Cornelius Fichtner: Wonderful. Alright! Thank you for that clarification. I just need to be absolutely clear that today we’re talking about the project business. So the company that is in the business of delivering projects.
Alright! And now, over to you Henrik because our focus today is going to be on the seven challenges of the project business, the organization that’s in the project business. But since our listeners here are project managers, they manage day-to-day projects, quick question to get us started before that: You know the seven challenges, we’ll hear what they are in a bit. But a project is a project is a project. So shouldn’t the challenges generally be the same whether you’re running a project internally for your company versus you are doing the project as part of a project business company?
Henrik Lerkenfeld: I think to a large extent, they are very similar challenges. When you are running a project business, I think that one of the main differences is that your entire enterprise is organized either within or around and in support of projects. So organizationally, the challenge is greater than if you just run the odd capital projects here and there. And also, I think as Matt talked about earlier, the impact and the importance of getting it right is much higher than if you just do the occasional one-off project.
Cornelius Fichtner: Excellent! And now, we’re going to jump into the project business into the organization that does projects as their core business and we’re going to talk about the seven challenges and for each of the challenge, we’ll hear what the problem is, how you address this and maybe you also recommend the good practices of dealing with it. So let’s jump in. The first one is acceptance of the status quo. What do we mean by that, Henrik?
Henrik Lerkenfeld: So we come at this from a technology provider perspective. What we are generally seeing is that project businesses are doing pretty much today what they did 30 years ago. So we get on a daily basis RFPs and RFIs from project companies, which essentially is saying: ‘This is what we are looking for in a solution for our business.’ And very often when we zoom in on these RFPs or RFIs, we are seeing the requirements are limited around project accounting and the assumption is therefore that any kind of deep financial operational project management is being done in third-party applications or spreadsheets but certainly not in the main business application. And that I think is just a habit. It’s just that’s the way it has always been and we are maybe not aware of things potentially being any different.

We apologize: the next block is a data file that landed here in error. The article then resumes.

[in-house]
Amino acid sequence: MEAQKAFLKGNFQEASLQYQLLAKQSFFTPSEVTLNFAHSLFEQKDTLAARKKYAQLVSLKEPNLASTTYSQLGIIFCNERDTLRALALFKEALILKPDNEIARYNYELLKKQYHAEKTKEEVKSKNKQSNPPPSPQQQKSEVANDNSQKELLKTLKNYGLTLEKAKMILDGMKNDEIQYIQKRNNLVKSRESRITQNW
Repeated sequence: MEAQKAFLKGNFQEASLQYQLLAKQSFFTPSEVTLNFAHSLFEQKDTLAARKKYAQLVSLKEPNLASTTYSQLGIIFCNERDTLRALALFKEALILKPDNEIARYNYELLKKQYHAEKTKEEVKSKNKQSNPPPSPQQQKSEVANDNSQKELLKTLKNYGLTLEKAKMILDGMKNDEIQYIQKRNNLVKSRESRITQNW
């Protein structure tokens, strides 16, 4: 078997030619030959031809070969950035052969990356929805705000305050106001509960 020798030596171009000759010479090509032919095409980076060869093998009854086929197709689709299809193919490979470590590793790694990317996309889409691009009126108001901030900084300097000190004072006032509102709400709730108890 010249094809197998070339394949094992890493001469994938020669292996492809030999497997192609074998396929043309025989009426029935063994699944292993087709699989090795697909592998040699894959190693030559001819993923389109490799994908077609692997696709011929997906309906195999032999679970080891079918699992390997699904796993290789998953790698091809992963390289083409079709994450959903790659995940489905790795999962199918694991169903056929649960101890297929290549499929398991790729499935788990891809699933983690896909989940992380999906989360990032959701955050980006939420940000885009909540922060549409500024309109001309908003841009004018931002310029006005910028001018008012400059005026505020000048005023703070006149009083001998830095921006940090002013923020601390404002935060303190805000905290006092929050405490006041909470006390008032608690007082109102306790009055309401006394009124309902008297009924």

So what I think needs to happen is project businesses must begin to demand more. If they don’t, the technology providers will just continue to sell accounting software and letting the project business running the main chunks of their business through Excel sheets.
If we talk about another macro industry like manufacturing, that would not be accepted. You’re not going to have a discrete manufacturer having three separate solutions to manage the inventories, the shop orders, and the material requirement planning. So why should project businesses accept that? And that I think is a big problem. There is simply not enough pressure on technology providers to bring better solutions for project business.
Cornelius Fichtner: Challenge number two is failing to identify as a project business. Let me tackle on something here. Is this maybe primarily because the term ‘project business’ even though it has been around for quite a while is quite unknown?
Henrik Lerkenfeld: I think that’s a big part of it for sure. And I think the consequence here is that companies tend to or at least often focus on the wrong thing. So if you’re a construction company, what we sometimes see is that company will focus on the 5 percent of their business that makes them unique to other companies instead of focusing on their core business. So before you start thinking about yourself as a mining contractor or mechanical engineer, think about being a project business and what that means in terms of managing your core business, which is going to be managing projects.
Cornelius Fichtner: I think project managers, they probably get that. But do you think that the C-level executive who actually make this kind of decisions who say: ‘Oh you know what? We’re actually a project business. We’re not an architecture firm.’ Do they get that?